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Schools turn to access control because it provides the overall structure to deter problems
Schools are beefing up their security, with access control their go-to technology

Schools are back in session after the winter break, but security is a 24/7 matter any time of year. K-12 and upper education are on high alert, dealing with increased incidents of violence, crime and vandalism. Access control is often the chosen technology of this vertical market, pairing well with CCTV, emergency communications and lockdown. Integrators and dealers who understand the nuances of this market can easily become preferred solution providers.

Gabriel Schonzeit, chief executive officer (CEO) of IDSecurityOnline.com, New York City, says schools are “absolutely” beefing up their security, with access control their go-to technology. IDSecurityOnline.com provides photo ID badge systems, software and supplies to industries including corporate, education, government, healthcare, retail and events.

School safety starts with a solid identification card program,” Schonzeit says. “Issuing secure ID cards to students, teachers, employees and visitors is critical to identifying who should be in the premises and who should not. We have seen a lot of schools upgrading their ID card system to add data to the cards and personalise technology with RFID cards.”

Multi-function cards and credentials

Schools also turn to access control because it provides the overall structure to deter problems. “Having a card access system will help the school know whether the doors are locked or not, and keep track of who enters the building. It also protects other assets such as IT rooms, labs or libraries. Another great benefit is that it adds practicality to students’ lives. One card can be used to gain access to classrooms but also pay for lunch, checkout a book, or use an IT room,” he says.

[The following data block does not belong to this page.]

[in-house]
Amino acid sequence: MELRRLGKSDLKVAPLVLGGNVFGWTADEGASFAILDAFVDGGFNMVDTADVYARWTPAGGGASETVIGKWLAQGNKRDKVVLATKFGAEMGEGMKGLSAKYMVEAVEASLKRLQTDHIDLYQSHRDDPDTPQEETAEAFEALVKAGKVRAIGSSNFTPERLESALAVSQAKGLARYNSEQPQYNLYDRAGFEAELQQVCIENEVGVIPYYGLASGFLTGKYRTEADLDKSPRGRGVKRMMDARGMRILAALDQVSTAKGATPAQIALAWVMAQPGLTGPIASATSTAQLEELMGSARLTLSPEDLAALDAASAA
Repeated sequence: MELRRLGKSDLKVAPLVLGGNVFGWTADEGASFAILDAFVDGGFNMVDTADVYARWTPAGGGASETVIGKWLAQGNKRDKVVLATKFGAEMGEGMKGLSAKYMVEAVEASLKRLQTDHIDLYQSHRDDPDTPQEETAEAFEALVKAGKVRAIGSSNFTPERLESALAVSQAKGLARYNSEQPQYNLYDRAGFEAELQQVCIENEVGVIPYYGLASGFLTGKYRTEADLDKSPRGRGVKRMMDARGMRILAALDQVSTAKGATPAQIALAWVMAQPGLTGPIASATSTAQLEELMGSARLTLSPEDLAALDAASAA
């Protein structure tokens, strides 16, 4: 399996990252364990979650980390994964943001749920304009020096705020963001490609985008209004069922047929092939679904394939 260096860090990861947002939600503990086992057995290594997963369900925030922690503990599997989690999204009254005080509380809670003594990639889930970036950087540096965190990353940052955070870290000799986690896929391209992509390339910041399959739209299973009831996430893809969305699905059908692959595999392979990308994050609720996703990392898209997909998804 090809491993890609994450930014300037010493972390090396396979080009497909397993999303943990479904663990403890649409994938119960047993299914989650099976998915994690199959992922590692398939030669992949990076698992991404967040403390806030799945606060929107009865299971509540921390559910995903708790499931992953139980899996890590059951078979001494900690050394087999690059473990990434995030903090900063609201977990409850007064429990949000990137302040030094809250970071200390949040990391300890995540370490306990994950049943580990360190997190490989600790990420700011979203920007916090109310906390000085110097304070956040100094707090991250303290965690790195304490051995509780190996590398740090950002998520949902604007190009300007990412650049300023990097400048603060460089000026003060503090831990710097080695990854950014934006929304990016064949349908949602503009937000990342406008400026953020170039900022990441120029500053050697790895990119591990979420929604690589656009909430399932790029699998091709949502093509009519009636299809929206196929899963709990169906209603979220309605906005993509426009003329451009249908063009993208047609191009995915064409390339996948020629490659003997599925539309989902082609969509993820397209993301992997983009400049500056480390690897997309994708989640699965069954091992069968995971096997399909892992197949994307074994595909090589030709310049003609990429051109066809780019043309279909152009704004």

And there’s plenty for schools to choose from, depending on their needs and determined after a thorough security assessment. For example, schools with a limited number of students may go with basic ID cards, which makes perfect sense, he says.

School safety starts with a solid identification card program,” Schonzeit says

RFID and proximity cards are a great choice where crowd control is an issue. Colleges and universities select this type of technology because it streamlines the flow of students into the campus, thus avoiding long lines when a card has to be swiped or shown to a security guard. Students can use their ID card to pay for food, books and other on-campus purchases. A cashless system helps reduce lines and wait times while allowing users to track expenses.”

According to Schonzeit, one of the greatest evolutions in security over the last few years is that actions can now be taken anywhere, anytime. For example, many security systems allow you to keep an eye on what happens at your premises in real time from any mobile device.

“When an authorised person tries to force a door, emails are instantly sent to the security administrator. In case of a verified breach, access control systems can respond to different threat levels to automatically lock down buildings and turn control over to a pre-determined system procedure. It can be as easy as pushing a lockdown button on an app to maintain a locked system until the action is reversed.”

Providing the end user a solid plan for lockdowns and to make sure school security specifications are enforced is a great way for the dealer or integrator to add value to the specification and expand their scope of services.

“The security system will keep students safe only if the plan is enforced efficiently. Many schools invest in photo ID systems but fail to make sure that students actually wear their badge at all times. Lanyards and badge holders should always be part of an ID system. Enforcement of any security is critical to its effectiveness.”

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Author profile

Deborah O'Mara Owner, DLO Communications

Deborah L. O’Mara, SourceSecurity.com's dealer/integrator correspondent, is a veteran of the security marketplace, having extensive experience in security, fire alarm technology and integrated systems.

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